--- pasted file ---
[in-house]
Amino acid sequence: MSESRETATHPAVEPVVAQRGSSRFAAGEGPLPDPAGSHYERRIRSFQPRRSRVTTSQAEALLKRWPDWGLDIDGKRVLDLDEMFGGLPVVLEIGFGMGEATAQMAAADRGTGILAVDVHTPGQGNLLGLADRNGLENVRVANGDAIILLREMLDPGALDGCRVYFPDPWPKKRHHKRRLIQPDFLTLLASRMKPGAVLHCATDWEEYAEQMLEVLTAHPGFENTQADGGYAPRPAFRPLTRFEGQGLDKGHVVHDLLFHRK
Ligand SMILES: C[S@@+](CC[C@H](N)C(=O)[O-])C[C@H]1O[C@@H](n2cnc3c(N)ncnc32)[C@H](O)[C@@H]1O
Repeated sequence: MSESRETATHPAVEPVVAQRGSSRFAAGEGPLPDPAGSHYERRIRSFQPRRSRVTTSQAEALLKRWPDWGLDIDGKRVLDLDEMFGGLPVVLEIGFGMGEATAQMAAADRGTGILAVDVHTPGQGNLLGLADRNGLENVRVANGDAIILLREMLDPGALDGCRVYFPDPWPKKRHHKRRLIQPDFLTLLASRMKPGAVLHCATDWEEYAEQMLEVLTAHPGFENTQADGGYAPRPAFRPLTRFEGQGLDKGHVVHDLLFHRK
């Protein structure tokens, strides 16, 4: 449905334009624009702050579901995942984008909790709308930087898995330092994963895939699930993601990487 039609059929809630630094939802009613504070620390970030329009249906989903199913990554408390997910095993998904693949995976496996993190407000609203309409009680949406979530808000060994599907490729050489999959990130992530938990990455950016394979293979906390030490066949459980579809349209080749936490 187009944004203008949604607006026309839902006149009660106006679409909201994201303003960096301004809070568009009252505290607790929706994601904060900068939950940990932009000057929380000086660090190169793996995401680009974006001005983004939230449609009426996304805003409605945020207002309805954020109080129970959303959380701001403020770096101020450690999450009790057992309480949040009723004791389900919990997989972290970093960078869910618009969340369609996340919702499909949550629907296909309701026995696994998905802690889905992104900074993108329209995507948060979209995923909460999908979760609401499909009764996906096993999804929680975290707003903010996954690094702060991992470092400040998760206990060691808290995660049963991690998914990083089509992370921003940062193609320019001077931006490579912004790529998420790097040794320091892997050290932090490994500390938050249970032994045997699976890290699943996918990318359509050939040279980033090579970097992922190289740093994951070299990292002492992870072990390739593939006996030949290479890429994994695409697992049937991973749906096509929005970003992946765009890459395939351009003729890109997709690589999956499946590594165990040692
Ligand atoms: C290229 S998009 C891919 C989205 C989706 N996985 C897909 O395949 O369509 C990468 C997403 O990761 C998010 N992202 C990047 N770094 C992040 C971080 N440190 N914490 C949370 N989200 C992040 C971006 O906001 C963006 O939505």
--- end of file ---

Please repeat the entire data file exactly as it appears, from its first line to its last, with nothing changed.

[in-house]
Amino acid sequence: MSESRETATHPAVEPVVAQRGSSRFAAGEGPLPDPAGSHYERRIRSFQPRRSRVTTSQAEALLKRWPDWGLDIDGKRVLDLDEMFGGLPVVLEIGFGMGEATAQMAAADRGTGILAVDVHTPGQGNLLGLADRNGLENVRVANGDAIILLREMLDPGALDGCRVYFPDPWPKKRHHKRRLIQPDFLTLLASRMKPGAVLHCATDWEEYAEQMLEVLTAHPGFENTQADGGYAPRPAFRPLTRFEGQGLDKGHVVHDLLFHRK
Ligand SMILES: C[S@@+](CC[C@H](N)C(=O)[O-])C[C@H]1O[C@@H](n2cnc3c(N)ncnc32)[C@H](O)[C@@H]1O
Repeated sequence: MSESRETATHPAVEPVVAQRGSSRFAAGEGPLPDPAGSHYERRIRSFQPRRSRVTTSQAEALLKRWPDWGLDIDGKRVLDLDEMFGGLPVVLEIGFGMGEATAQMAAADRGTGILAVDVHTPGQGNLLGLADRNGLENVRVANGDAIILLREMLDPGALDGCRVYFPDPWPKKRHHKRRLIQPDFLTLLASRMKPGAVLHCATDWEEYAEQMLEVLTAHPGFENTQADGGYAPRPAFRPLTRFEGQGLDKGHVVHDLLFHRK
């Protein structure tokens, strides 16, 4: 449905334009624009702050579901995942984008909790709308930087898995330092994963895939699930993601990487 039609059929809630630094939802009613504070620390970030329009249906989903199913990554408390997910095993998904693949995976496996993190407000609203309409009680949406979530808000060994599907490729050489999959990130992530938990990455950016394979293979906390030490066949459980579809349209080749936490 187009944004203008949604607006026309839902006149009660106006679409909201994201303003960096301004809070568009009252505290607790929706994601904060900068939950940990932009000057929380000086660090190169793996995401680009974006001005983004939230449609009426996304805003409605945020207002309805954020109080129970959303959380701001403020770096101020450690999450009790057992309480949040009723004791389900919990997989972290970093960078869910618009969340369609996340919702499909949550629907296909309701026995696994998905802690889905992104900074993108329209995507948060979209995923909460999908979760609401499909009764996906096993999804929680975290707003903010996954690094702060991992470092400040998760206990060691808290995660049963991690998914990083089509992370921003940062193609320019001077931006490579912004790529998420790097040794320091892997050290932090490994500390938050249970032994045997699976890290699943996918990318359509050939040279980033090579970097992922190289740093994951070299990292002492992870072990390739593939006996030949290479890429994994695409697992049937991973749906096509929005970003992946765009890459395939351009003729890109997709690589999956499946590594165990040692
Ligand atoms: C290229 S998009 C891919 C989205 C989706 N996985 C897909 O395949 O369509 C990468 C997403 O990761 C998010 N992202 C990047 N770094 C992040 C971080 N440190 N914490 C949370 N989200 C992040 C971006 O906001 C963006 O939505």